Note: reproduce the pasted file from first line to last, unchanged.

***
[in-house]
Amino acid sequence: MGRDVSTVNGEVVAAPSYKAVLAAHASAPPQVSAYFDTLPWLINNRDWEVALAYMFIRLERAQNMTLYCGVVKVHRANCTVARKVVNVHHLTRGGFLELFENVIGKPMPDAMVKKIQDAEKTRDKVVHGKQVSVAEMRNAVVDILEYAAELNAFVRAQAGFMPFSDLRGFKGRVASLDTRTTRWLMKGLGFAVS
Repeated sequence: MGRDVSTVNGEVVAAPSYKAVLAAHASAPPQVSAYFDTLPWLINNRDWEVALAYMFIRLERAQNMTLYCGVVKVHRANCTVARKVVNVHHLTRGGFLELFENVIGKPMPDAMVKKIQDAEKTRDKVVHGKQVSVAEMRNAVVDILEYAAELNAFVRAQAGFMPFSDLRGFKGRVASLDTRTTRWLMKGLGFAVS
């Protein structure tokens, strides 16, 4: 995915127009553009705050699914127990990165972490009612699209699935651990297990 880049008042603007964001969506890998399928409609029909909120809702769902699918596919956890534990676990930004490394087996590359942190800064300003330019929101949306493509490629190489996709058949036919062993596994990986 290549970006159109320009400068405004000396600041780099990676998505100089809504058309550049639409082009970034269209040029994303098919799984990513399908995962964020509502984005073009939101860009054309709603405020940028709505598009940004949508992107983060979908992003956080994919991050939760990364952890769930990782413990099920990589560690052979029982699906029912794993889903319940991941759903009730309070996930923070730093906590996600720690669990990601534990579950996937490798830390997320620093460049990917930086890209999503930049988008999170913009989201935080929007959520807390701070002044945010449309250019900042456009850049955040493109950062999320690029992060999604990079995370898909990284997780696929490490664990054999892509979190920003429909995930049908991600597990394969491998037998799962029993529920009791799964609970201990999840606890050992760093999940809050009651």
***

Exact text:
[in-house]
Amino acid sequence: MGRDVSTVNGEVVAAPSYKAVLAAHASAPPQVSAYFDTLPWLINNRDWEVALAYMFIRLERAQNMTLYCGVVKVHRANCTVARKVVNVHHLTRGGFLELFENVIGKPMPDAMVKKIQDAEKTRDKVVHGKQVSVAEMRNAVVDILEYAAELNAFVRAQAGFMPFSDLRGFKGRVASLDTRTTRWLMKGLGFAVS
Repeated sequence: MGRDVSTVNGEVVAAPSYKAVLAAHASAPPQVSAYFDTLPWLINNRDWEVALAYMFIRLERAQNMTLYCGVVKVHRANCTVARKVVNVHHLTRGGFLELFENVIGKPMPDAMVKKIQDAEKTRDKVVHGKQVSVAEMRNAVVDILEYAAELNAFVRAQAGFMPFSDLRGFKGRVASLDTRTTRWLMKGLGFAVS
């Protein structure tokens, strides 16, 4: 995915127009553009705050699914127990990165972490009612699209699935651990297990 880049008042603007964001969506890998399928409609029909909120809702769902699918596919956890534990676990930004490394087996590359942190800064300003330019929101949306493509490629190489996709058949036919062993596994990986 290549970006159109320009400068405004000396600041780099990676998505100089809504058309550049639409082009970034269209040029994303098919799984990513399908995962964020509502984005073009939101860009054309709603405020940028709505598009940004949508992107983060979908992003956080994919991050939760990364952890769930990782413990099920990589560690052979029982699906029912794993889903319940991941759903009730309070996930923070730093906590996600720690669990990601534990579950996937490798830390997320620093460049990917930086890209999503930049988008999170913009989201935080929007959520807390701070002044945010449309250019900042456009850049955040493109950062999320690029992060999604990079995370898909990284997780696929490490664990054999892509979190920003429909995930049908991600597990394969491998037998799962029993529920009791799964609970201990999840606890050992760093999940809050009651």